Capcom is looking to get back into the movie business with films based on both the Monster Hunter and Mega Man series in the works.
Tentatively titled Monster Hunter, the film based on the 14-year-old series will be written and directed by Paul W.S. Anderson, who also helmed Capcom’s Resident Evil movies. Resident Evil: The Final Chapter was released last year and earned more than $312 million worldwide, so Capcom is clearly betting that Anderson can continue delivering films that are financially successful even if they don’t impress critics.
“Monster Hunter’s fan base has exploded over the past year with the runaway success of the game Monster Hunter: World,” series producer Ryozo Tsujimoto said in a press release. “It is our hope long-time fans and new alike will join us on this exciting exploration of the Monster Hunter universe.”
Monster Hunter will begin filming in Namibia and South Africa in October. Plot details remain scarce, with the story following two heroes from different worlds teaming up to hunt monsters. Capcom has promised that the Admiral from Monster: Hunter World will make an appearance along with other characters from the series.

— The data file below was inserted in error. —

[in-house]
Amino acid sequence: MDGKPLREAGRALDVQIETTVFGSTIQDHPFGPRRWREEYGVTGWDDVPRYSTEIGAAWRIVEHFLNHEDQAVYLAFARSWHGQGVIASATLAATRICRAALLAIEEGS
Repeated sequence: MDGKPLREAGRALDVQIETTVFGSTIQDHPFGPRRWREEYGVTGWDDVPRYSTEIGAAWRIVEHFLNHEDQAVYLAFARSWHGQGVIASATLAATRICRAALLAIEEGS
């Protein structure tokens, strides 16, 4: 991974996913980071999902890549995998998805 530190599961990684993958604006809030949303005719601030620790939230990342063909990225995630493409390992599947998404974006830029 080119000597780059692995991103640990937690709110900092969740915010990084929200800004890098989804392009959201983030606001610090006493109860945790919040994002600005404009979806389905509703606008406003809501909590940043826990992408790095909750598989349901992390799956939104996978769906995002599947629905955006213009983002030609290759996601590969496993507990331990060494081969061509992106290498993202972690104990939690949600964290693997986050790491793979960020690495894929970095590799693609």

The 30-year-old Mega Man franchise is also experiencing a renaissance at the moment thanks to the airing of Mega Man: Fully Charged on Cartoon Network in August and the well-reviewed Mega Man 11 releasing last week. The franchise has inspired several animated TV shows, but this will be the first live action movie.
Henry Joost and Ariel Schulman will write and direct the film. They have a much less impressive track record than Anderson, best known for directing the third and fourth entries in the Paranormal Activity found-footage horror series. Heroes star Masi Oka adds some nerd cred to the endeavor by serving as producer alongside Chernin Entertainment, which produced the recent Planet of the Apes trilogy.
No production date or plot elements have been revealed yet, though Capcom promises the film will give the world of the Mega Man games “the grand production and entertainment value that Hollywood movies are known for.” That thankfully means we probably won’t have to watch fights against Dr. Wily and his robot minions play out through shaky cams.